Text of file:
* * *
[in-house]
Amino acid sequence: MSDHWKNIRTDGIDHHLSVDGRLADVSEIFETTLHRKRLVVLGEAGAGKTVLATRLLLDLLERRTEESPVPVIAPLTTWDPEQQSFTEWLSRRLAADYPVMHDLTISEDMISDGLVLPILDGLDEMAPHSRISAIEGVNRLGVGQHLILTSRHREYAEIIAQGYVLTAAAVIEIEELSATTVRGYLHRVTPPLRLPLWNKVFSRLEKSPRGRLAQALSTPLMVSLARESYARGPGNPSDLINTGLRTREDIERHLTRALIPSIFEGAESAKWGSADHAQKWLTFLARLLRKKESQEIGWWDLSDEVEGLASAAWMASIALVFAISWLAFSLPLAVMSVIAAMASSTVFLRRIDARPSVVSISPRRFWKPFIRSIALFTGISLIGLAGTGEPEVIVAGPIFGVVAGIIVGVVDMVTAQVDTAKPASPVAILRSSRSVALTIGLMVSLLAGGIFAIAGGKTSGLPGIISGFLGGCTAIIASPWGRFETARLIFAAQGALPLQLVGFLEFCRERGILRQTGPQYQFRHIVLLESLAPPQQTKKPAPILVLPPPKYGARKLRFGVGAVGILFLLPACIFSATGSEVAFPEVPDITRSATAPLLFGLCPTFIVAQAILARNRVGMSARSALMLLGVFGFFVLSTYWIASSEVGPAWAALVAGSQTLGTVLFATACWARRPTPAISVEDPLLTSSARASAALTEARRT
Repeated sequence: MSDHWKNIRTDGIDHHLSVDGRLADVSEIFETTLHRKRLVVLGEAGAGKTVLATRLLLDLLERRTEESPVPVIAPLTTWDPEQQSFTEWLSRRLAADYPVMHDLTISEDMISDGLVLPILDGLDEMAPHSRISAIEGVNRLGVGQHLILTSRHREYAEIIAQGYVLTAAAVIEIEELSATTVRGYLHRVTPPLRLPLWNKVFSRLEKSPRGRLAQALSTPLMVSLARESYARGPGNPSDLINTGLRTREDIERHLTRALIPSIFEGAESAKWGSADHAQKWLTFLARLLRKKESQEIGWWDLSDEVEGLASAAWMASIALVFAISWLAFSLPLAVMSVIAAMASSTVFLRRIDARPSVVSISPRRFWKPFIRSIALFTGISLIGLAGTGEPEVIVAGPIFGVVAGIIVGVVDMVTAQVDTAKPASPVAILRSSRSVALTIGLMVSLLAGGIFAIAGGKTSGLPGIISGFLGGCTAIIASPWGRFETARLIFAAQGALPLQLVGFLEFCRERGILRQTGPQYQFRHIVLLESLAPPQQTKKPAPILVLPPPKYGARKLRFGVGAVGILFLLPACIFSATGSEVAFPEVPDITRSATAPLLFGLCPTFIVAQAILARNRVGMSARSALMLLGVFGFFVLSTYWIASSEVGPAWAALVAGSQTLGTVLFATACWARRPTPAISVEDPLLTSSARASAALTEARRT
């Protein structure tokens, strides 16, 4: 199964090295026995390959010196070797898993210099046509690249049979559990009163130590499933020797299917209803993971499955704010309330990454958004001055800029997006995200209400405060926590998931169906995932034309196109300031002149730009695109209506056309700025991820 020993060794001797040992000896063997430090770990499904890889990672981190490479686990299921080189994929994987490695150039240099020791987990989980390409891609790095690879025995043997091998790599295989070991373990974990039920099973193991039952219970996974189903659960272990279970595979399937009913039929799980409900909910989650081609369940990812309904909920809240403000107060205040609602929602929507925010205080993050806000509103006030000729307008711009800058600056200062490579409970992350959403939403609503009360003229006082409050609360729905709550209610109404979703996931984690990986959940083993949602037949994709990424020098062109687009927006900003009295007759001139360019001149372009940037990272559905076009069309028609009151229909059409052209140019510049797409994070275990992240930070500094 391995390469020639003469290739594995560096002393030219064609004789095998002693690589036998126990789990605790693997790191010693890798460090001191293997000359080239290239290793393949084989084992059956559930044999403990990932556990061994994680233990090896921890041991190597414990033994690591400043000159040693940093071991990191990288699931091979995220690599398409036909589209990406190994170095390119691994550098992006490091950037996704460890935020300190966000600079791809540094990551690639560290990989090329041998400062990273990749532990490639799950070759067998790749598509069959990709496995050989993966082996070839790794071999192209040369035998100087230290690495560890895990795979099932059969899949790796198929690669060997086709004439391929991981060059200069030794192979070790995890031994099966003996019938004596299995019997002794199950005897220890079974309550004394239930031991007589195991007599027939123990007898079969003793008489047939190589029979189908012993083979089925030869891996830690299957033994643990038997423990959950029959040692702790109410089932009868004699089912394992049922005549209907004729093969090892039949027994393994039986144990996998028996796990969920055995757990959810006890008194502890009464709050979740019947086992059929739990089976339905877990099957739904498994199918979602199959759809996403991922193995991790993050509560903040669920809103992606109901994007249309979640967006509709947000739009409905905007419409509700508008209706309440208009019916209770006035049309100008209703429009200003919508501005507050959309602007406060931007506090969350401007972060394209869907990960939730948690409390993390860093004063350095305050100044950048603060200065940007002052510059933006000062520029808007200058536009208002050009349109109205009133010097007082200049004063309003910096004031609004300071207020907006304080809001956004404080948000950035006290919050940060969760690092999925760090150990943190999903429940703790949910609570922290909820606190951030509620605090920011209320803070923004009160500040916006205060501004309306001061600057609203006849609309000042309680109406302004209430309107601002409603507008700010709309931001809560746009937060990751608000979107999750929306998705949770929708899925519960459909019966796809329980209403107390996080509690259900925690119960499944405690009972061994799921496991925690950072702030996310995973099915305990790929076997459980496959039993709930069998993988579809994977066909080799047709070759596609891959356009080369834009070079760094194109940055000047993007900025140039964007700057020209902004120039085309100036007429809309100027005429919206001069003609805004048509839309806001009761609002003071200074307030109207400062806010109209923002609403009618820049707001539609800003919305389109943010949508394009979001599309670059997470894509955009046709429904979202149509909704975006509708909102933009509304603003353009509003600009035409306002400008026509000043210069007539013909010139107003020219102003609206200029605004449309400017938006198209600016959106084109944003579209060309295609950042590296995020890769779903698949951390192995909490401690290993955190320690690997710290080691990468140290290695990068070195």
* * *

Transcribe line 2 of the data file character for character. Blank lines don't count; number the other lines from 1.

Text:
Amino acid sequence: MSDHWKNIRTDGIDHHLSVDGRLADVSEIFETTLHRKRLVVLGEAGAGKTVLATRLLLDLLERRTEESPVPVIAPLTTWDPEQQSFTEWLSRRLAADYPVMHDLTISEDMISDGLVLPILDGLDEMAPHSRISAIEGVNRLGVGQHLILTSRHREYAEIIAQGYVLTAAAVIEIEELSATTVRGYLHRVTPPLRLPLWNKVFSRLEKSPRGRLAQALSTPLMVSLARESYARGPGNPSDLINTGLRTREDIERHLTRALIPSIFEGAESAKWGSADHAQKWLTFLARLLRKKESQEIGWWDLSDEVEGLASAAWMASIALVFAISWLAFSLPLAVMSVIAAMASSTVFLRRIDARPSVVSISPRRFWKPFIRSIALFTGISLIGLAGTGEPEVIVAGPIFGVVAGIIVGVVDMVTAQVDTAKPASPVAILRSSRSVALTIGLMVSLLAGGIFAIAGGKTSGLPGIISGFLGGCTAIIASPWGRFETARLIFAAQGALPLQLVGFLEFCRERGILRQTGPQYQFRHIVLLESLAPPQQTKKPAPILVLPPPKYGARKLRFGVGAVGILFLLPACIFSATGSEVAFPEVPDITRSATAPLLFGLCPTFIVAQAILARNRVGMSARSALMLLGVFGFFVLSTYWIASSEVGPAWAALVAGSQTLGTVLFATACWARRPTPAISVEDPLLTSSARASAALTEARRT